Downtown sidewalk project work ahead of schedule
Dec. 22, 2010 at 6:22 a.m.
Work is wrapping up on the sidewalk improvement project in downtown Victoria and paving of the bumpy streets will follow.
"They are progressing along very much ahead of schedule," said Lynn Short, the city's director of public works. "Early on, that contractor decided to bring on a second crew and has basically been getting it done about twice as quick as we envisioned."
The contractor, Pasadena-based SER Construction Partners, has until December 2011 to finish the work. But Short said he thinks workers will complete the curb, gutter and sidewalk portion of the project by the end of February.
SER is working on Main Street, where it intersects Forrest and Commercial streets. Short said that leaves two blocks of sidewalk on the west side of Main between Constitution and Juan Linn streets to be completed.
Darrell Seibert, with the city's engineering department, said details are still being worked out on how the city will deal with the high sidewalk at Constitution and Main streets. He said it will depend on whether crews find anything beneath the sidewalk that interferes with the plans.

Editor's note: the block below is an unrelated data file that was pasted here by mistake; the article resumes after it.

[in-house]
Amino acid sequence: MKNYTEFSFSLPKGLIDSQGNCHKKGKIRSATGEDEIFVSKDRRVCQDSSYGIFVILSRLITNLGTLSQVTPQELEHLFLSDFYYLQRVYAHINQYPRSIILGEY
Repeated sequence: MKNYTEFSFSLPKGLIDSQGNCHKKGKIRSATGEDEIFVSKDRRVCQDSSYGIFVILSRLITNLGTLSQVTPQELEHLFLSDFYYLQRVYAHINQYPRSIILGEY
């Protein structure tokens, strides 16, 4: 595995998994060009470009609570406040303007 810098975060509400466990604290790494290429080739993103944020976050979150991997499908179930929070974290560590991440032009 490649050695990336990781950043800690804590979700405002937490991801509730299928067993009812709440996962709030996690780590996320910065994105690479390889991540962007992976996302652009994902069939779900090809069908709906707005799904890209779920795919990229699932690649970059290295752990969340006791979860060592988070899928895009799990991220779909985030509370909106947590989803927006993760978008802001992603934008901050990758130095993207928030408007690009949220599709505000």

But Seibert said the city will make whatever changes necessary to make sure the sidewalk meets federal handicap requirements.
He said the central downtown streets will then be paved with a hot mix surface beginning in March. "I think they're going to be done by summertime, the way it's looking now."
Little Gem magnolia trees have been planted in flower beds in the brick-paver sidewalk around De Leon Plaza. Savannah holly, crape myrtle and mountain laurel will be sprinkled throughout flower beds in the rest of the new sidewalks.
Short said he doesn't anticipate the root systems of the trees causing problems with the new sidewalks, partly because an irrigation system was installed to water the trees.
"The varieties were picked by a landscape architect that was hired by Urban Engineering, which is our engineer on the project," he said. "The varieties are what are typically used in areas like this where you're planting in infrastructure."
Laurie Garretson, the Advocate's garden columnist, agreed the Little Gem magnolia trees should not damage the sidewalk. "Maybe 80 years down the road, if they're still there, there might be some problems."
Joe Janak, the Victoria County extension agent, said he thinks the magnolia trees will do well for years.
"If irrigation is provided, the roots will remain in that area," he said. "At some point, though, they have no other place to grow roots because everything is covered up with sidewalk or pavement."
He estimated that might be a problem in 15 or 20 years.